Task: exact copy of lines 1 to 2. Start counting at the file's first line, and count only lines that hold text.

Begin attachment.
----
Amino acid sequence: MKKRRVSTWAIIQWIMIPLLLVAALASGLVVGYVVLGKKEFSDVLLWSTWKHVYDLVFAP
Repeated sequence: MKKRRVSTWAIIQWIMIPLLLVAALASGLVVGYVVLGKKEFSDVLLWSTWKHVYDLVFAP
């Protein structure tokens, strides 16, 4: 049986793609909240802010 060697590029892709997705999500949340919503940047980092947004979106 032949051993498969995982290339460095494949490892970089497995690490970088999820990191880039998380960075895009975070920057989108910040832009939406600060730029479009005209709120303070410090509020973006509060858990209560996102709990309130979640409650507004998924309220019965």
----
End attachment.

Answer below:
Amino acid sequence: MKKRRVSTWAIIQWIMIPLLLVAALASGLVVGYVVLGKKEFSDVLLWSTWKHVYDLVFAP
Repeated sequence: MKKRRVSTWAIIQWIMIPLLLVAALASGLVVGYVVLGKKEFSDVLLWSTWKHVYDLVFAP